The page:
I was driving in to work in downtown Washington and listening to the radio. It was a little before nine a.m. on Sept 11, 2001. There was a cut-in report that a plane had crashed into one of the Twin Towers in New York.
Probably a commuter plane in trouble, posed the morning jock, echoing initial impressions. ABC Radio soon cut to an eyewitness to the crash, who suddenly became agitated, saying he had just seen what looked like a second plane hit. The world started feeling unsure under my feel, the way you feel when your wife calls to tell you she has cancer. Everything felt like it was about to change forever. And it came, so literally, out of a clear blue sky.
I got into the office as quickly as I could and turned on the TV. Within minutes there was
news of an explosion at the Pentagon, accompanied almost at the same time by reports of other planes heading for Washington, of a massive terrorist attack, then the fall of the first tower.
TV anchors were reduced to speechless horror as they realized what they were looking at.
"And what rough beast, his hour come round at last," I thought, because I am a poetry fan, "slouches toward Bethlehem to be born." Then I had a more pressing thought. "My brother."
He had recently moved into the Pentagon from temporary quarters in Alexandria. After postings in Europe and was in Iraq, a safe posting, we thought, stateside, in one of the most secure places on the planet.
But again, 9/11 had a way of turning solid rock ino shifting sand when it came to our assumptions of security. When I heard where the plane had gone in, over on the helipad side, I knew that was where he was.
My big boss at the time was in Washington for the day, working out of the bureu. He came into my office and we started talking. Did I have news for him. I told him my brother was in the Pentagon and that I couldn't get through to him. did he have news for me. He said his brother worked on an upper floor at one of the Twin Towers and was on crutches from a recent injury. What were the odds? What were their chances?
Either they are OK, or they are not, we said, flatly stating the obvious rather than contemplate the reality, and went back to work.
I had to collect news from our reporters in New York and L.A for what would ultimately be days of wall-to-wall industry news related to the event–the lost New York station engineers working atop the buildings, the massive news operation to cover the events, the death of Emmy-winning Frasier co-creator David Angell and his wife. Lynn, who were aboard American Airlines Flight 11, the canceled events and show's reworked or scrapped because of themes too close to our new reality.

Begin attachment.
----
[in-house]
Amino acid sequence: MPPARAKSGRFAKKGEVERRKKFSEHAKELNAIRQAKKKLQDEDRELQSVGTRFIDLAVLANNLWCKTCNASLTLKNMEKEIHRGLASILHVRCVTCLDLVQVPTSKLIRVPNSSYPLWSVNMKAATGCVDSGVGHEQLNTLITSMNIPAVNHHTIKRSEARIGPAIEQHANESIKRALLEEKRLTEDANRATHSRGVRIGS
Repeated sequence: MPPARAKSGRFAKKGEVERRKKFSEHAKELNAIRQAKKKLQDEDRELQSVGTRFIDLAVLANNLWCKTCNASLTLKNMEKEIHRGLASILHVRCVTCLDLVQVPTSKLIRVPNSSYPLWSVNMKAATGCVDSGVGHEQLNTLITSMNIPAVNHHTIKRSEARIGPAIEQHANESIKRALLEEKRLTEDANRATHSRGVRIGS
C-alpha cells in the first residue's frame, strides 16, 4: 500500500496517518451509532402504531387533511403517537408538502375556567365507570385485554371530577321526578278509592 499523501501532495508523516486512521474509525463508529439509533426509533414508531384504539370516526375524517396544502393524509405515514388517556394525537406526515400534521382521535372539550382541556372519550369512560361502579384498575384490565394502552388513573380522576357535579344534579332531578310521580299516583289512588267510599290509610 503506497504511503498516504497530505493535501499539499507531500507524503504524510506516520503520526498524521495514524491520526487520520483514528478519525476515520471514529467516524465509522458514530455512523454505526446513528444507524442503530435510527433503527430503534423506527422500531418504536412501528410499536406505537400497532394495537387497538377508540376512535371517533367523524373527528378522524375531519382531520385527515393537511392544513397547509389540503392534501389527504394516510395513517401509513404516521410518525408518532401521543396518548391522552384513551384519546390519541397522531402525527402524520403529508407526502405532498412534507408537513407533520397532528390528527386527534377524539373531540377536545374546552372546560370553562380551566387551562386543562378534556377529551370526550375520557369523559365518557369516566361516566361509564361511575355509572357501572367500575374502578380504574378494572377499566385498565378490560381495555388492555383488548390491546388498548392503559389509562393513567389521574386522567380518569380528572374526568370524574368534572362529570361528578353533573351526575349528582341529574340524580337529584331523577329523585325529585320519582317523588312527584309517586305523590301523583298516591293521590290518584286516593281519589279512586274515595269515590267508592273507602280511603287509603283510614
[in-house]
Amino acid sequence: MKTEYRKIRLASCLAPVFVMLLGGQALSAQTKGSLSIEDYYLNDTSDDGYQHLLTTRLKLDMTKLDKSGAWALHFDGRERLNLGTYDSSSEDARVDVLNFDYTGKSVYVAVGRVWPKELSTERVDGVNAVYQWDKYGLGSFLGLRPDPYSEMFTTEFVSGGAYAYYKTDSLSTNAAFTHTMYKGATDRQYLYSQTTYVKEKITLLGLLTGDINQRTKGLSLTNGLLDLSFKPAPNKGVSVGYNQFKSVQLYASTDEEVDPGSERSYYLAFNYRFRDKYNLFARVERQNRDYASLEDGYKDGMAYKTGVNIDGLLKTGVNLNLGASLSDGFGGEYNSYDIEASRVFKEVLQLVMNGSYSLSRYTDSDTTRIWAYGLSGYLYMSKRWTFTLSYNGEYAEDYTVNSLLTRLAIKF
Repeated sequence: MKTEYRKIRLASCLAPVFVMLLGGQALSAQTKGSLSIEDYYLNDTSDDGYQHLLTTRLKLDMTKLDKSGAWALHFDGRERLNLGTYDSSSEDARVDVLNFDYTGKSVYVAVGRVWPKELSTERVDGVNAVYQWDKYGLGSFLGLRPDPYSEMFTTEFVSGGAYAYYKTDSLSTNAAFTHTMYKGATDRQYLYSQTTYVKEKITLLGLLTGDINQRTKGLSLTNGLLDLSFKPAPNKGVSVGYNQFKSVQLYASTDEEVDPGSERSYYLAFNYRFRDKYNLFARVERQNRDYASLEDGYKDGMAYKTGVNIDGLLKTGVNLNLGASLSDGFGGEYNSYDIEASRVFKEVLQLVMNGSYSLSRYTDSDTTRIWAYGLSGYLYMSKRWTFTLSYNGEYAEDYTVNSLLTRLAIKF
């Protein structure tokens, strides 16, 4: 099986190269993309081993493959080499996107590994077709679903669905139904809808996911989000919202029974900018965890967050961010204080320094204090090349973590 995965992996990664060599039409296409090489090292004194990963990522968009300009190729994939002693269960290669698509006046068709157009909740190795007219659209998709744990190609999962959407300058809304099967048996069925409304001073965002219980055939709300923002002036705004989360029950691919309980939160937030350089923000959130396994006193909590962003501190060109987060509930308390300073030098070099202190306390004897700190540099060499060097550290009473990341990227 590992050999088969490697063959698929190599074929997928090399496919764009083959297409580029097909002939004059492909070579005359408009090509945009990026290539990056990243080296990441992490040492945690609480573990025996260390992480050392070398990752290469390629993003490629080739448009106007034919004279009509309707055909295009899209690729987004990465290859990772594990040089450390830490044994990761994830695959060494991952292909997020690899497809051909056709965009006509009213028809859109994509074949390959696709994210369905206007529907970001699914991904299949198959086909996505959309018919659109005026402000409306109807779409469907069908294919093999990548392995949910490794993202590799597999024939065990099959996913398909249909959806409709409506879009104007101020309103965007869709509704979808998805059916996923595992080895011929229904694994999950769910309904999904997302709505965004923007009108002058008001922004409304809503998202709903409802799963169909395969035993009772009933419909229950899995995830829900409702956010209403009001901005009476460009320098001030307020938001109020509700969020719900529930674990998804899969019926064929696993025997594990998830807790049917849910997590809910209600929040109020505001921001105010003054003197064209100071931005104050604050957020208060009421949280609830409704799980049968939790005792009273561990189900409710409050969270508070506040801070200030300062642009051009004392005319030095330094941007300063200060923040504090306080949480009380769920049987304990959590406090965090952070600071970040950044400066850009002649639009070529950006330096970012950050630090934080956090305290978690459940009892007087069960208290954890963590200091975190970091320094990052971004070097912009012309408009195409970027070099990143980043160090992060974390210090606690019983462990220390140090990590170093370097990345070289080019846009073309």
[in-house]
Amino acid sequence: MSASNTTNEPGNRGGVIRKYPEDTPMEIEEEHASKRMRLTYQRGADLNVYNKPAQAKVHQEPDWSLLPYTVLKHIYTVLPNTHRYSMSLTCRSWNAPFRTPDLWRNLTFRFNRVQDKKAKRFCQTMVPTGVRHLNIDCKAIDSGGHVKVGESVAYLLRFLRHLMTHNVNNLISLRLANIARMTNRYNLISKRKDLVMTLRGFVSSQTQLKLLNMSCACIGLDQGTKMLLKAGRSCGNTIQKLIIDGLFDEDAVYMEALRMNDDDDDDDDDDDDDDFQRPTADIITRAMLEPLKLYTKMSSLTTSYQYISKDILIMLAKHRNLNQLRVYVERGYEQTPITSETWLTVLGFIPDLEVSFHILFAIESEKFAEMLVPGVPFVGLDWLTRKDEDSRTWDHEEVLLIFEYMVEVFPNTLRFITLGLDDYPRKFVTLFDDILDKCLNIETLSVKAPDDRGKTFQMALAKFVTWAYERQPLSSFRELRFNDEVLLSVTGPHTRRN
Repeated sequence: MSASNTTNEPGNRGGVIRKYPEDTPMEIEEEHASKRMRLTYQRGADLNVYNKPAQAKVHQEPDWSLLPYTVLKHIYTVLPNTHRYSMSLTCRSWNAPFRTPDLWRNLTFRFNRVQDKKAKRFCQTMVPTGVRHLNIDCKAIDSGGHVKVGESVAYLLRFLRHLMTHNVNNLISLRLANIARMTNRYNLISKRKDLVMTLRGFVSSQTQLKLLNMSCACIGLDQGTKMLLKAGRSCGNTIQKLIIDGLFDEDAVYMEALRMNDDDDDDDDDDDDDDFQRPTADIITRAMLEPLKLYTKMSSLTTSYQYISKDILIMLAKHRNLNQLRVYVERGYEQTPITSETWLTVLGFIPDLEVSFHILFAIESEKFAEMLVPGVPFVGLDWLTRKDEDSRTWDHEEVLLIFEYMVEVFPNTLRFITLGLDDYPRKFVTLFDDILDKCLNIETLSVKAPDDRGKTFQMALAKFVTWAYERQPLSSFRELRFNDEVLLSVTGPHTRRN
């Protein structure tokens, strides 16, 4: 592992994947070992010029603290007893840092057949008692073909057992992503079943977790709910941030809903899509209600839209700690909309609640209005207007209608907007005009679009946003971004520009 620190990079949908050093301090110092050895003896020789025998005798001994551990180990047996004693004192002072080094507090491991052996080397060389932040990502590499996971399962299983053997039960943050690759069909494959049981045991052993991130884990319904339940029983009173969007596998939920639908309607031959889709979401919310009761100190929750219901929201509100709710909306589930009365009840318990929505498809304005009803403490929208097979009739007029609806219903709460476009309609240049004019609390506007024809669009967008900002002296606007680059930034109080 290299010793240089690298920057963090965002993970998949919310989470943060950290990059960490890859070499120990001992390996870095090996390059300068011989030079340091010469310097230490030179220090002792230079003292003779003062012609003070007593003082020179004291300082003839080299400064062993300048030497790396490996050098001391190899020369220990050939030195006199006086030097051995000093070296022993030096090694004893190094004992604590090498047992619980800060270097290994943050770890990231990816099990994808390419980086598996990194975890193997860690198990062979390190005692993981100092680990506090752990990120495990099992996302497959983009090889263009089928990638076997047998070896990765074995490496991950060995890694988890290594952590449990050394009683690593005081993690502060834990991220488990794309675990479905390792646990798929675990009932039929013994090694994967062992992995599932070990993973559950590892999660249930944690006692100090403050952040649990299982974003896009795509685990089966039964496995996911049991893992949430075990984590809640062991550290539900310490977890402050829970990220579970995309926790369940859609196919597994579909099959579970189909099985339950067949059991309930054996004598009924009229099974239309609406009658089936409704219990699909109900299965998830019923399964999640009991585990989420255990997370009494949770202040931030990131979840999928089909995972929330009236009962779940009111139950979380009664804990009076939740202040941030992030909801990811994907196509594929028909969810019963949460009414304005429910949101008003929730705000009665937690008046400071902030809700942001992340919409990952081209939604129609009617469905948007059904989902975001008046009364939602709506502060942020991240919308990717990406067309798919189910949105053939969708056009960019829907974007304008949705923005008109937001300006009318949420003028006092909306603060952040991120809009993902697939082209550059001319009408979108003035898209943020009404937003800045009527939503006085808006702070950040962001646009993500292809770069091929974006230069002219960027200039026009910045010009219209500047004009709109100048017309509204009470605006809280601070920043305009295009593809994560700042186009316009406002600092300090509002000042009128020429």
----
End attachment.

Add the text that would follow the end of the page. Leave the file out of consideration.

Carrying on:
I'd like to say I remember doing that work in those first few hours, but I don't.
The world felt unstable and I was disoriented. ABC's Anne Compton, after working on autopilot and adrenaline as the pool reporter on Air Force One that day, only cried afterwards when her son called to say that one of his friends was among the dead. A human face, suddenly inescapable, placed on what had been a story about someone else, somewhere else. She sat down and cried. I know how she felt.
At a little after noon, after many crossed fingers, bolstered by quiet prayers and promises, I learned that my brother had escaped, shielded by a reinforced wall, though many colleagues only feet away had not.
My boss learned later that day that some good samaratans had carried his brother down a stairwell many flights to safety.
I went out and bought a red, white and blue bow tie that afternoon, which I wear at all black-tie functions. Not because I am a knee-jerk patriot, but because I wanted, and still want, to remember.
When I hear stories like the one about the company hiring homeless people at substandard wages to evict other people from their homes, it helps me to, instead, remember the best of the human spirit, the sacrifice and resiliance and professionalism of people in incredibly tough circumstances.
That was firemen, and rescue workers and doctors, but that was also reporters and camerapeople and editors and producers who worked the story so powerfully and exhaustively; it was executives who dropped their ads and their competitive talons to join hands and report the story wherever it went and for as long as it took, it was the stations that raised money for the victims, and it was all about the unity of purpose that bound us all tightly together and brought out, for the most part, the best in everyone.
That was the real triumph in this unspeakable tragedy, and our industry shares, reflecxtively but proudly in it today as we remember that day.